Religious uncertainty correlates with greater fear of sin
- Published: 05 January 2015
- Written by Nicholas C. DiDonato
- Hits: 2884
Religious people often struggle with uncertainty. They may attend church on a regular basis, read their sacred texts, and pray daily, yet they may still have nagging doubts about their religion. Such religious uncertainty may have an unexpected side-effect: an increased fear of sin. Thomas Fergus and Wade Rowatt (both of Baylor University) found that greater uncertainty about one’s religion indeed correlates with a greater fear of sin and its consequences.
More precisely, uncertainty, or rather the intolerance of uncertainty, from a psychological point of view forms the core of obsessive-compulsive disorder (OCD). Put another way, OCD leads to a need to have control and such a need makes uncertainty intolerable. In terms of religion, “scrupulosity” is a type of religious or moral OCD that occurs when a person fears sin for no reason.
With this connection between uncertainty and sin in mind, Fergus and Rowatt wanted to investigate how uncertainly affects fear of sin and fear of God. To do this, they recruited adults from Amazon’s Mechanical Turk. Since atheism may muddle their statistics, they removed all those who did not believe in a higher power, leaving 120 participants. These participants would then go through a four phase survey. First, they would complete the General Religiousness Scale (GRS) which consists of four questions (How religious do you consider yourself to be? How often do you attend religious services? How often do you read the Bible, Koran, Torah or other sacred book? About how often do you pray or meditate outside of religious services?).
Next, the survey would randomly sort participants in one of two groups. One group would answer open-ended questions about insecurity and the other group would instead answer about their emotions. After that, the survey would again randomly assign participants to one of two conditions: a God-prime condition and a neutral-prime condition (the exact priming task was to unscramble words – the God-prime condition had religious words). Finally, all participants completed a modified version of the revised Modified Penn Inventory of Scrupulosity (PIOS) and the Positive and Negative Affect Schedule (PANAS). The PIOS assesses scrupulous fears (namely, fear of sin and fear of God), and the PANAS measures to what extent respondents are feeling a given emotion (for example, distress).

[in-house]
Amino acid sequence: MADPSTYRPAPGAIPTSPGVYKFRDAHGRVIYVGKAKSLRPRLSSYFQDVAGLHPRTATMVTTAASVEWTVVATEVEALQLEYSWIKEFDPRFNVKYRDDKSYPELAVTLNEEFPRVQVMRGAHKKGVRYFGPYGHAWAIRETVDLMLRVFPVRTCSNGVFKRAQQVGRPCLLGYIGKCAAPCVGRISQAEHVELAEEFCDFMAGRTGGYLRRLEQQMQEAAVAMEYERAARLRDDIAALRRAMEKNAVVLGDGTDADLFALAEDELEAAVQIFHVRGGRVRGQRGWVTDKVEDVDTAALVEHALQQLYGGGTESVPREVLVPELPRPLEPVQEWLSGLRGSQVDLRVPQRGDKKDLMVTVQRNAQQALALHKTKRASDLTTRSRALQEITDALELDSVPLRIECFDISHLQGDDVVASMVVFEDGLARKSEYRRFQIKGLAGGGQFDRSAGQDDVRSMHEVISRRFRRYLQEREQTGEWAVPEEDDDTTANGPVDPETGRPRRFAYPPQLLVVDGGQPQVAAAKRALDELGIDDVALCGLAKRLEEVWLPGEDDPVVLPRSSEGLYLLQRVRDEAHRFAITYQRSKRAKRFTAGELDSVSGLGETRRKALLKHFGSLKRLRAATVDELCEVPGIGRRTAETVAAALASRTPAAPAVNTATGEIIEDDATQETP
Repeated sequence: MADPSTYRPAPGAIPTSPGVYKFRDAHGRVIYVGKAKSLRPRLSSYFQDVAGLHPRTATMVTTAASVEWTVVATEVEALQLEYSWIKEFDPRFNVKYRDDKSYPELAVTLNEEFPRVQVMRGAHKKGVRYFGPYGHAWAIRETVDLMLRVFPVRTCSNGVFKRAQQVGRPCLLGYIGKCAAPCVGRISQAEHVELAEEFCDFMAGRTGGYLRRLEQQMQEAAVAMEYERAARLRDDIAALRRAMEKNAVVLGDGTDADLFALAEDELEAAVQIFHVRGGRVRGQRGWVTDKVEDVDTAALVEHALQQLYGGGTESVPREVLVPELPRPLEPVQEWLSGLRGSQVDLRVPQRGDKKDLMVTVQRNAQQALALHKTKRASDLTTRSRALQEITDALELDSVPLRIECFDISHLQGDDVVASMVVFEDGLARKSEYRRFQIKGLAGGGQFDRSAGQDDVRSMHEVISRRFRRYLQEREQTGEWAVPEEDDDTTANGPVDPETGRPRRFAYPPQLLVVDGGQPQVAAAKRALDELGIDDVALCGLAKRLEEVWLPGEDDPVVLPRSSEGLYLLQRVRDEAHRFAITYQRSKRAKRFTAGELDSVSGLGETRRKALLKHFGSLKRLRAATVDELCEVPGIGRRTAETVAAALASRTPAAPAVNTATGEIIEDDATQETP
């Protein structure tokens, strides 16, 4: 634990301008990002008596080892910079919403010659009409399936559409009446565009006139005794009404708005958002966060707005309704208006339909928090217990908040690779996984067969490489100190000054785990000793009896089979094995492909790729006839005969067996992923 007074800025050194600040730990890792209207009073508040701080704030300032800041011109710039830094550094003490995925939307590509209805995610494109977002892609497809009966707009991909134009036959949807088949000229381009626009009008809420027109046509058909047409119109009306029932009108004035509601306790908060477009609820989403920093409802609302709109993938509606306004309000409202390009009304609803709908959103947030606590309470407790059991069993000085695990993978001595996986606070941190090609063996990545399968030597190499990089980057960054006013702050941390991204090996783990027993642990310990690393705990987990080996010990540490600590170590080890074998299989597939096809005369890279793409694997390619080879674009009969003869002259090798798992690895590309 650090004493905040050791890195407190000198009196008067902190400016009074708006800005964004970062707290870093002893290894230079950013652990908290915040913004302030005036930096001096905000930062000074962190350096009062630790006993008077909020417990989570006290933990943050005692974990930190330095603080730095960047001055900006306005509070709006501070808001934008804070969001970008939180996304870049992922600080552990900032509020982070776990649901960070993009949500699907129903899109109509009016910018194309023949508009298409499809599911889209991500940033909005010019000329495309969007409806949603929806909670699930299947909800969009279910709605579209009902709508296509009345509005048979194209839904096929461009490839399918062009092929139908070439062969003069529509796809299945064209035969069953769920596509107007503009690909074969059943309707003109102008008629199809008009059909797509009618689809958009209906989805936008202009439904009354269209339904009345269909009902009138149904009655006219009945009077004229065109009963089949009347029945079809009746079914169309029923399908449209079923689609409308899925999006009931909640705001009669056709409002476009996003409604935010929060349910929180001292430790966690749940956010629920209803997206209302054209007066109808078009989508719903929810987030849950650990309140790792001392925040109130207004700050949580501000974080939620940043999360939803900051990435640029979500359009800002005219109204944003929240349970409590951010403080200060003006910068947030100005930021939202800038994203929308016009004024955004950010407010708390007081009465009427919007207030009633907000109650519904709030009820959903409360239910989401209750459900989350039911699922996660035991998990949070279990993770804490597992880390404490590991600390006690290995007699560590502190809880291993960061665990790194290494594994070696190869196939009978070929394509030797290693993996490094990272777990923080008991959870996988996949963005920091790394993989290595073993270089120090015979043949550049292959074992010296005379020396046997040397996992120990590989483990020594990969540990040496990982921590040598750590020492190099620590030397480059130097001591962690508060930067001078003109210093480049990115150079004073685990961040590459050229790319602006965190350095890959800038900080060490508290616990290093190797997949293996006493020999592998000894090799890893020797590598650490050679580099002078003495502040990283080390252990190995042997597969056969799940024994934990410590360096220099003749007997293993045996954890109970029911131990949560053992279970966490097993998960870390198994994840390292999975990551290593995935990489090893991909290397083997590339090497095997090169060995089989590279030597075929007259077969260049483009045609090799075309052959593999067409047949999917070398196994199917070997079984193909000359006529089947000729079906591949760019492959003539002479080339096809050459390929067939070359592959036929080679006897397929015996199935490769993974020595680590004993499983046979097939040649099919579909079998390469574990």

As expected, answering questions about insecurity and being primed by God concepts each correlated with scrupulous fears, in particular the fear of sinning. The researchers believe this correlation can be interpreted in one of two ways. It may be that God priming led people to think of religion, which when combined with uncertainty resulted in religious doubt and thus scrupulous fears. Alternatively, God priming led to “supernatural monitoring,” the belief that a higher being watches one’s every move, which in turn raised concerns about morality and thus scrupulous fears. That said, the researchers rightly raise warnings about such inferences: “It is important to note that the effect related to fears of God approached statistical significance in this study and thus no firm conclusions regarding the specificity of the effects to fears of sin should be drawn at this time. Moreover, although the manipulations did not increase negative affect, we did not assess anxiety or obsessive-compulsive symptoms and thus are unable to conclude that the combination of uncertainty salience and reflecting on God uniquely impacted scrupulous fears.”
Moving to a practical level, the researchers suggest that increasing tolerance for uncertainty could serve as a therapy strategy for dealing with scrupulous fears. However, given all of the unknowns regarding the correlation and the relatively low statistical significance, such suggestions can only be uncertain.
For more, see “Uncertainty, god, and scrupulosity: Uncertainty salience and priming god concepts interact to cause greater fears of sin” in the Journal of Behavior Therapy and Experimental Psychology.